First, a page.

The Town of Falher, a Franco-Albertain community was named after Father Constant Falher, o.m.i., the first parish priest who arrived in the area in August of 1912. He was accompanied by a group of twelve settlers from the Province of Québec who established their roots in this area. Having cleared the land and planted subsistence crops, those early settlers were soon able to consider outside markets for their produce. In 1913, Archbishop Grouard organized the St. Jean-Baptiste Mission at a location situated approximately 3 miles south of the present townsite. With the advent of the railway, the mission was abondoned and the new parish of Ste. Anne was established along the railway.
Falher became a hamlet in 1919 and was later incorporated as a village in 1929. The village continued to grow at a steady pace until it achieved Town status in 1955.
The first Falher Church at the St. Jean-Baptiste Mission is now a Registered Historical Site. It was restored to its original appearance and is open for public viewing.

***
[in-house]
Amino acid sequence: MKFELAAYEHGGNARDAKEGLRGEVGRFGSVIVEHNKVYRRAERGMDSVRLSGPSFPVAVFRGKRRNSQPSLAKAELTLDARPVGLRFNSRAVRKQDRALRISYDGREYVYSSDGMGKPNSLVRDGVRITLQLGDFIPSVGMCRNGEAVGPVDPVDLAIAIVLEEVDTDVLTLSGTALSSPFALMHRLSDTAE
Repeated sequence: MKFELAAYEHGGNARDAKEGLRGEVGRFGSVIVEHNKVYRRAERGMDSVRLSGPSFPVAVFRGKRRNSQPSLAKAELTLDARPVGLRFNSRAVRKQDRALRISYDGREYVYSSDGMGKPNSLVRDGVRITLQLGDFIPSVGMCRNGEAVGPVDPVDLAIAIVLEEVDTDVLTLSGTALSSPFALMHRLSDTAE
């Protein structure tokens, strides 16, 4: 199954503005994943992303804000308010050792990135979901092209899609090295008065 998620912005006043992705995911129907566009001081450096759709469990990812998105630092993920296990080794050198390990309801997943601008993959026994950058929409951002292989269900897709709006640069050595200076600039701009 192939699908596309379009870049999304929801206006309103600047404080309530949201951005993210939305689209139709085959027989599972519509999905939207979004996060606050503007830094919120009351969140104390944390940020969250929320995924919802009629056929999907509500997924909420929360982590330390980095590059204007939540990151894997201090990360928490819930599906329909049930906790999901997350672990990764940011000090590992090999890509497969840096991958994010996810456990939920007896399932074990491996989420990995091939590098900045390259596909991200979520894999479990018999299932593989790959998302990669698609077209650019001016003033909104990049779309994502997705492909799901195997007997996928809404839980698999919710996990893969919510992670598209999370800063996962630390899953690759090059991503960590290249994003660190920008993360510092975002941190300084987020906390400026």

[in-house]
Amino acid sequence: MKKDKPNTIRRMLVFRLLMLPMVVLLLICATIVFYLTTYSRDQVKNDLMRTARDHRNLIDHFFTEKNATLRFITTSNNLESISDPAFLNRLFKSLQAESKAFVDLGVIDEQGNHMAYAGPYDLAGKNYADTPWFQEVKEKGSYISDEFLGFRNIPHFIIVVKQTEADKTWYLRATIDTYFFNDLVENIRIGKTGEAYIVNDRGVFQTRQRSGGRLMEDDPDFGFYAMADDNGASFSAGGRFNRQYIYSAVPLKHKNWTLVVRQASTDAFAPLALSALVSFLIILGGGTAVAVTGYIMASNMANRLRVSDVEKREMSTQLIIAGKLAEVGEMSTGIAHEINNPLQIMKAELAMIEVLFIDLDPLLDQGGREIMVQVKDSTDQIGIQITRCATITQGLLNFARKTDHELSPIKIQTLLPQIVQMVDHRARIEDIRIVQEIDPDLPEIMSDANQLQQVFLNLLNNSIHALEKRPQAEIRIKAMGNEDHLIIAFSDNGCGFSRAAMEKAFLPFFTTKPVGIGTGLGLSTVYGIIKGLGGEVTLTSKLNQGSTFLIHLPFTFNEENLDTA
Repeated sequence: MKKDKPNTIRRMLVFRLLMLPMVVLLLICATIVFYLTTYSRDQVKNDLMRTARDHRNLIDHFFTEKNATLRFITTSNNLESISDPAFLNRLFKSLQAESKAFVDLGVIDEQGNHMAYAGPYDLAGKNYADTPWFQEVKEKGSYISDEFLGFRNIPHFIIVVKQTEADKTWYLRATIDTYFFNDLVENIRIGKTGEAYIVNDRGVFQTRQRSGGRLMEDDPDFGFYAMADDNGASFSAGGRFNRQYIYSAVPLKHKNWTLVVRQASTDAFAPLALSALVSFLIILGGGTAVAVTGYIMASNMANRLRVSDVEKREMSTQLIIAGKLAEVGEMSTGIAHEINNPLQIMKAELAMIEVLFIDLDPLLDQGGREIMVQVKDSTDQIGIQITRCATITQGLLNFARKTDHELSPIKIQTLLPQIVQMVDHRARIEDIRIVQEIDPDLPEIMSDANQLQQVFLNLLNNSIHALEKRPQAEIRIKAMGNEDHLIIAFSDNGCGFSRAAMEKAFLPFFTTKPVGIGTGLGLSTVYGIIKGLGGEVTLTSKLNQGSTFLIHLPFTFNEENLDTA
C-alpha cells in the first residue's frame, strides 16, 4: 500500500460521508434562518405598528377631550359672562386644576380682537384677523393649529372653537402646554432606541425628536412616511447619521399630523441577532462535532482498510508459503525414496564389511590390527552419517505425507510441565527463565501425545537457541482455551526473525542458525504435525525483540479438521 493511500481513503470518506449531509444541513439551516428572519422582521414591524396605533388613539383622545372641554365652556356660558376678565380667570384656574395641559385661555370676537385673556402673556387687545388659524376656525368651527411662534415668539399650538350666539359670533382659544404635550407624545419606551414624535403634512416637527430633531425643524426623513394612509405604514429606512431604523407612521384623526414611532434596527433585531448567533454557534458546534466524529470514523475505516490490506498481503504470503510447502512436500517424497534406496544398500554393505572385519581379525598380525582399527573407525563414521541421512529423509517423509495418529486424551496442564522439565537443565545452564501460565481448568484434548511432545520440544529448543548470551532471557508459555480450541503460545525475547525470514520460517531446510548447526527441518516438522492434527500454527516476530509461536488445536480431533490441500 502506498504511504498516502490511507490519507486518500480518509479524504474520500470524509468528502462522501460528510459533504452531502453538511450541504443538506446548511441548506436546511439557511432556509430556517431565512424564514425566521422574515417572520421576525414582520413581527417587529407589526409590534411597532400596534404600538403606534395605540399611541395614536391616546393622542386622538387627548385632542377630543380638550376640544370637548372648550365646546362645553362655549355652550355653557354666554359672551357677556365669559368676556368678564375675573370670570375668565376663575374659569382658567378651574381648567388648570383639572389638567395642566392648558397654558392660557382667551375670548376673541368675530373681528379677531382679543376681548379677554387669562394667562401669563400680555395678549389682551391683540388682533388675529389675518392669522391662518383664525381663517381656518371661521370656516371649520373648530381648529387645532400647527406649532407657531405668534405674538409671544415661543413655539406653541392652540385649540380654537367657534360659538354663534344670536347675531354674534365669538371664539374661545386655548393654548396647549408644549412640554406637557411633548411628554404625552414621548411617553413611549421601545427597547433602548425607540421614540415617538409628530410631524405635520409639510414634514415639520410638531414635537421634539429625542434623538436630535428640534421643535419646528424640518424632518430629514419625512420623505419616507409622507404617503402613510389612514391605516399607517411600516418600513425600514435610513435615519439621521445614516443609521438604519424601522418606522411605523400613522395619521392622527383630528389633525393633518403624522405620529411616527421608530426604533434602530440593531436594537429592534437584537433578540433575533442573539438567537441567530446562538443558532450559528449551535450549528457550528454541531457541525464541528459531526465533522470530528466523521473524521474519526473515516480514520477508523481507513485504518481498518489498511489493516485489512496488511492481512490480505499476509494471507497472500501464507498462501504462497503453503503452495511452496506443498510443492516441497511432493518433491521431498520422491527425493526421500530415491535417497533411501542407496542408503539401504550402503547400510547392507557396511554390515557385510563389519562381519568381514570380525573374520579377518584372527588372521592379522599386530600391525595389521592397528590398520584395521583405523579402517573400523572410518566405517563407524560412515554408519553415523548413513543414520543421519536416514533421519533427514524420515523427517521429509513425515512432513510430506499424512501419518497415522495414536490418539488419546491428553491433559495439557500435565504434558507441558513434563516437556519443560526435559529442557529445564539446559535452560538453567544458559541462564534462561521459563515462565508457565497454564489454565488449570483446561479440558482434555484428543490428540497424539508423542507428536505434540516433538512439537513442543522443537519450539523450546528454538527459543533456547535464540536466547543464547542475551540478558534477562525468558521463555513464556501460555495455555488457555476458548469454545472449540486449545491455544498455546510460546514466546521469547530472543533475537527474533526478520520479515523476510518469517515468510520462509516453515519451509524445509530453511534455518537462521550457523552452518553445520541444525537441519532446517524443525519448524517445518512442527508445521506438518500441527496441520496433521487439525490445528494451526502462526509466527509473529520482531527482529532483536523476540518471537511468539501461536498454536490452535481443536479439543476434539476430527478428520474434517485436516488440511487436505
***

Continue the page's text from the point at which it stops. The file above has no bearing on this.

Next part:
In 1920 a beautiful parish church was constructed, where for 40 years parishoners profited from the use of this building for worship and community activities. On April 30, 1962 disaster struck and a fire destroyed most of the church and unfortunately it had to be completely demolished. The loss of this landmark altered the appearance of the Town, and Falher began a new era with a brand new church at the present location.
History of the Colonie St. Jean Baptiste de Falher